• Define everything you require to solve the problem
  • Don’t throw everything at once to the user, define the common tasks your users will be performing on the app and design around that (but allow them to get to the more complicated parts easily if they need to get to them)
  • Design everything around the basic purpose of your app
  • Go for the simplest solution first (you’ll get more done faster and your users will love your app because they can get things done faster) even if it takes a little bit of trial and error to find what that is “the simplest solution is usually the most elusive” - Jonathan Ive (may not be exact quote, I can’t find my iMac movie)
  • Don’t waste resources on things you really don’t need in your app.
If you follow this and your own common sense you don’t really need the HIG, just try designs out and ask people what they think and go from there. Of course I haven't thoroughly thought this out, but this is what comes to my mind first about the HIG.

Monday, October 16, 2006

Coming Soon...

Sorry I haven't written for a little bit, first I was surprised that I was picked up by CocoaDevCentral and then I kept spending lots of time working on AssignmentTracker X. The Good news is im planning on an expansion into the LicenseKeeper app and will show you how to auto sort items in Core Data and always restore the length of columns the user sets them to in tables, and maybe a couple other little things if I get around to it. It's just an easy one to get me back on track of writting here more. For now I must work on getting AssignmentTracker X 2.0 Beta 1 out the door then I'll write here.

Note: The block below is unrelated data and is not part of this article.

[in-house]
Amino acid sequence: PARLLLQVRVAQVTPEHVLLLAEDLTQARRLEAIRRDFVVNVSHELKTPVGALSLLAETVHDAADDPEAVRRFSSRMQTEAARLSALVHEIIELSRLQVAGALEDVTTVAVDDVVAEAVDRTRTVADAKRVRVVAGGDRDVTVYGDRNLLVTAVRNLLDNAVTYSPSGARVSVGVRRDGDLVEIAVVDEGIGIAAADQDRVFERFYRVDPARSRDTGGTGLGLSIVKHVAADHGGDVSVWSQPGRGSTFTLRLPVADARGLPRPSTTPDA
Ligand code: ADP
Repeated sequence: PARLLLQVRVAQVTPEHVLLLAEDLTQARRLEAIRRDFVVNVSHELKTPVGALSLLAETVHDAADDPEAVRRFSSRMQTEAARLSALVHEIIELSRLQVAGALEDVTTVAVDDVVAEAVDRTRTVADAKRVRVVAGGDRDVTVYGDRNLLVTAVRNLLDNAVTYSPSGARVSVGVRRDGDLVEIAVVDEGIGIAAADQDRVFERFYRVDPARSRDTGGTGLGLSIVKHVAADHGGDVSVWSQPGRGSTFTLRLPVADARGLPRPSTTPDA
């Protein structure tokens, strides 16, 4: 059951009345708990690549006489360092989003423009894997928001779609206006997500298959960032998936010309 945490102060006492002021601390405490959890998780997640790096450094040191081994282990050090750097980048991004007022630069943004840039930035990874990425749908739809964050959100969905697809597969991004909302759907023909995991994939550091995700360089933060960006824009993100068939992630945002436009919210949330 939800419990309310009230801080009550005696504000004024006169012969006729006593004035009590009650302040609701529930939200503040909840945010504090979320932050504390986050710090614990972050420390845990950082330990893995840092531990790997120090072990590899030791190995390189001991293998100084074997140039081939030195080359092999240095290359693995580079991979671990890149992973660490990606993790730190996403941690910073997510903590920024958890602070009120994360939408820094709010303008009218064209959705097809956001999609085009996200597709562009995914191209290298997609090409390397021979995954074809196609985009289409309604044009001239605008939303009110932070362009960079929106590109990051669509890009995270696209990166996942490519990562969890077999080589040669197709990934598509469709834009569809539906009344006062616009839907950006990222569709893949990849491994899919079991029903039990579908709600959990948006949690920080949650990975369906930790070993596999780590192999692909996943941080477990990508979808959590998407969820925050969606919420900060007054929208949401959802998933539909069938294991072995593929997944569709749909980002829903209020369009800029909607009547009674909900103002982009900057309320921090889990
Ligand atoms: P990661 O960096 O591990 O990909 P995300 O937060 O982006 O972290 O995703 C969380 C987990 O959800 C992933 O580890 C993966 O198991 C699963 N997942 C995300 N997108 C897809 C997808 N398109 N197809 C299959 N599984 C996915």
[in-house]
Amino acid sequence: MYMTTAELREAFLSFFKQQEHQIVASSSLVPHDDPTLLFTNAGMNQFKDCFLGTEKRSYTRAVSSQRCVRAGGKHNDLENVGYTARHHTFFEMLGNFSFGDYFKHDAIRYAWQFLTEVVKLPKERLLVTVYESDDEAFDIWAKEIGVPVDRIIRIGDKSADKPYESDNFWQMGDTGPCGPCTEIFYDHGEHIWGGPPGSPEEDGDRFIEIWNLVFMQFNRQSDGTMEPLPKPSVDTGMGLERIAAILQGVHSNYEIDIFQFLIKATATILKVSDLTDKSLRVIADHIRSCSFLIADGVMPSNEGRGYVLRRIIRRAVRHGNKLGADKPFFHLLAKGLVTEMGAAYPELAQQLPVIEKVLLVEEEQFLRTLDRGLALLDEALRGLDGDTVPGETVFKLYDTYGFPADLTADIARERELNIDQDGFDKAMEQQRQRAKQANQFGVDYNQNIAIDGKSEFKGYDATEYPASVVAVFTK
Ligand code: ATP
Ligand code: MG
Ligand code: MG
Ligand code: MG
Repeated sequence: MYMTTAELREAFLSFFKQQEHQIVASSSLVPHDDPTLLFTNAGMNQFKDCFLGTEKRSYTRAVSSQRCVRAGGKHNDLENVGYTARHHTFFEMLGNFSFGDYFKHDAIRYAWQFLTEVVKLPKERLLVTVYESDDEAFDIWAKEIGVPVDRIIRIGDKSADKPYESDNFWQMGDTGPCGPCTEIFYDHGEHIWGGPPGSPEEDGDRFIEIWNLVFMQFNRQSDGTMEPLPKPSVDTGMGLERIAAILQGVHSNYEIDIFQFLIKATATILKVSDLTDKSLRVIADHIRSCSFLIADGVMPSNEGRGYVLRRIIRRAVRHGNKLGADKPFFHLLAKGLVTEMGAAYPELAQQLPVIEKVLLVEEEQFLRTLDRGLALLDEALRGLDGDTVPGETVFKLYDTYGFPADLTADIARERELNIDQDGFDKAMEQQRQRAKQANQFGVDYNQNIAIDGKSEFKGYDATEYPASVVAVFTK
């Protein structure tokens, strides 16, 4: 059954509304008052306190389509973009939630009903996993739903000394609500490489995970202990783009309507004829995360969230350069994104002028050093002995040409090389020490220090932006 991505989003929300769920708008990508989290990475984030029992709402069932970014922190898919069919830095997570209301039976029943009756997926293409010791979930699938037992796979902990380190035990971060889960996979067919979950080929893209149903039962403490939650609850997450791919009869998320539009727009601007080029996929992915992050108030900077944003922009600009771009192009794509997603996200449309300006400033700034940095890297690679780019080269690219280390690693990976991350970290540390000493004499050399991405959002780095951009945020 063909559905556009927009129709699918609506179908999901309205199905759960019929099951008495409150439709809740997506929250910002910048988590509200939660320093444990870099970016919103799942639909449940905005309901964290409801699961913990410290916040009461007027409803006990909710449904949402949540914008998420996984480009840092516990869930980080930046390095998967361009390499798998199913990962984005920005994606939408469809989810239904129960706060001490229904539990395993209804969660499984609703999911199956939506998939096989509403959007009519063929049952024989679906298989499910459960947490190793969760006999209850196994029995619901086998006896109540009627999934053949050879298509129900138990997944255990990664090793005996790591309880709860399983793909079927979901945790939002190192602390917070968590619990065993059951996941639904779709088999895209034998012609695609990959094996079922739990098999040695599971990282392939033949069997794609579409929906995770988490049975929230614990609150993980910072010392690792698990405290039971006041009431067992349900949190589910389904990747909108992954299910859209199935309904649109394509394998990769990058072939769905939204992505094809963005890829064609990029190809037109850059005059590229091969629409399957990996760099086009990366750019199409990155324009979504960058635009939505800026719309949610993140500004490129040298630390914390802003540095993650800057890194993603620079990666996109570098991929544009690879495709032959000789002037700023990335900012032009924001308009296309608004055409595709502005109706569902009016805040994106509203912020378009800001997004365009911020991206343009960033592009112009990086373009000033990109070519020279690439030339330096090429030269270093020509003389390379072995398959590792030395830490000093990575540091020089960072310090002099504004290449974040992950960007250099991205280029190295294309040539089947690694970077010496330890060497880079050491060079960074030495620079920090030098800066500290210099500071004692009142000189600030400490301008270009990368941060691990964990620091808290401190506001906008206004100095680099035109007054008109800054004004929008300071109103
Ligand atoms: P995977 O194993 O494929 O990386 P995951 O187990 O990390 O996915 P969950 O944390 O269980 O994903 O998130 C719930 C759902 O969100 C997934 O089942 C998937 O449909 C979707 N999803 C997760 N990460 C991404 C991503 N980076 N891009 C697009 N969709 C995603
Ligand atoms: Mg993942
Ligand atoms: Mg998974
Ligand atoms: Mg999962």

Monday, October 09, 2006

Holy Crap I've been picked up by CocoaDevCentral!

I was taking a random look at the performance of my sites and realized I never looked at how my brand new blog Cocoa Samurai is doing. When I saw the chart I saw a huge surge of visitors to the page, when looking at where the visitors where coming from I saw CocoaDevCentral on the list. When I visited the page I saw my name right next to Wil Shipley.

Saturday, October 07, 2006

[Commentary] Cocoa vs. Carbon

Wil Shipley seems to have started what eventually would become a big rolling snowball with his entry linked in my previous entry. It's gotten Daring Fireball and Scott Stevenson talking. What's going on here is a grievance against the fact that several frameworks Cocoa programmers must use are only available in Carbon. Why is this a big grief? Carbon frameworks are written in procedural C style language which is a big departure from the object oriented style of Objective-C. The reason I prefeer Cocoa/Objective-C myself is because it's so easy to use and get straight to what you want. A good starting example of this is CTGradient which I am using for various elements in AssignmentTracker X currently. CTGradient is an Objective-C wrapper around Core Graphics (which is written is Carbon/Procedural C) and because of that I can write a couple lines of code and be done with it. To be specific heres a short example of a NSView subclass using CTGradient copied straight from AssignmentTracker X's 2.0 source code